This study also concurs with findings from Couillard et al. [8] where sex differences in leptin concentrations were observed with female subjects exhibiting higher leptin levels than male subjects. This may perhaps because of the effect of estrogen hormone, which is known to induce leptin synthesis and androgen, a potent leptin inhibitor. Kennedy et al., [22] however, associated the higher leptin levels in female than male subjects of the same adipose tissue mass to the more leptin resistance in the female subjects. [22]

This study observed positive correlation between leptin and BMI among the subjects. Leptin, an adipocyte hormone, is mostly synthesized in the white adipose tissue, and the concentration of the hormone in blood correlates with body fat mass. It has been found that the higher the body mass, the higher the circulating leptin concentration. [7,23] This observation is consistent with findings of several studies conducted among different populations. [13,24] Since leptin levels increases with increase in BMI, it suggests that leptin levels can be projected from BMI using the trend line formula for the relationship (y = 0.2462x-1.5263).

The observed correlation between leptin and WC among the subjects in this study suggest that the higher the WC, the greater the leptin concentration. This finding is expected because of the large deposits of white adipose tissue in the abdomen. Positive correlation between WC and leptin has also been reported from Saudi Arabia. [25] Similarly, another study on male and female teenagers in Gaza, Palestine, showed significant positive relationship between leptin and WC. [26] Furthermore, the Gaza study also observed increasing leptin concentration as WHR increases, although the relationship was not statistically significant. In addition, the finding of this study that BMI emerged as independent predictor of leptin concentration following multivariate analysis further corroborates the interactions between leptin hormone and BMI.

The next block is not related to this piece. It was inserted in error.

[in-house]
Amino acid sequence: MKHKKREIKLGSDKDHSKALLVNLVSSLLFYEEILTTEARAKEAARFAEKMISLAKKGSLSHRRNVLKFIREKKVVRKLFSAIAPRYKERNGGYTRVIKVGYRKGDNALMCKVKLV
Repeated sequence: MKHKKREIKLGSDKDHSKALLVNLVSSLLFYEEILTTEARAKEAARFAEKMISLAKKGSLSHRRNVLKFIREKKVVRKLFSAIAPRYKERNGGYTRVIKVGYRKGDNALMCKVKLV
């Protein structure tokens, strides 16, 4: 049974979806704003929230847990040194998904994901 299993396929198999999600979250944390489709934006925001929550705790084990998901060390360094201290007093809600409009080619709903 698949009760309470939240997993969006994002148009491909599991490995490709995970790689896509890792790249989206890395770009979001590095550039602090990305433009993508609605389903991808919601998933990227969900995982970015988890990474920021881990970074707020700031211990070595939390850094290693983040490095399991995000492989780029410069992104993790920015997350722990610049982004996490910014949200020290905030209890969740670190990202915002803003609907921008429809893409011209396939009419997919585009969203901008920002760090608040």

Conclusion

In summary, this study observed that serum leptin level among adults in Kano, Nigeria, is low. A positive correlation was seen between leptin and BMI, WC, and HC; of the indices of obesity examined, BMI was the only independent predictor of serum leptin levels. BMI may, therefore, be used as appropriate for projecting serum leptin levels in using the trend line formula for the relationship (y = 0.2462x - 1.5263), where y = leptin concentration in ng/mL and x = BMI. This finding is a clarion call on clinicians and researchers to further test the effectiveness of this relationship.

References

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[2.] Brennan AM, Mantzoros CS. Drug insight: the role of leptin in human physiology and pathophysiology--emerging clinical applications. Nat Clin Pract Endocrinol Metab 2006;2:318-27.

[3.] Janeckova R. The role of leptin in human physiology and pathophysiology. Physiol Res 2001;50(5):443-59.

[4.] Akther A, Khan KH Begum M, Parveen S, Kaiser MS, Chowdhury AZX. Leptin: a mysterious hormone; its physiology and pathophysiology. Mymensingh Med J 1995;18(1):140-4.

[5.] Meier U, Gressner AMX. Endocrine regulation of energy metabolism: review of pathobiochemical and clinical chemical aspects of leptin, ghrelin, adiponectin, and resistin. Clin Chem 1995;50(9):1511-25.

[6.] Maffei M, Halaas JR. Leptin levels in human and rodent: measurement of plasma leptin and ob RNA in obese and weight-reduced subjects. Nat Med 1995;1:1155-61.

[7.] Considine RV, Sinha MK, Heiman ML, Kriauciunas A, Stephens TWX. Serum immune-reactive-leptin concentrations in normal-weight and obese humans. New Engl J Med 1999;334:292-5.

[8.] Couillard C, Mauriege P, Prud'homme D, Nadeau A, Trembaly A, Bouchard CX. Plasma leptin concentrations: gender differences and associations with metabolic risk factors for cardiovascular disease. Diabetologia 1999;40:1178-84.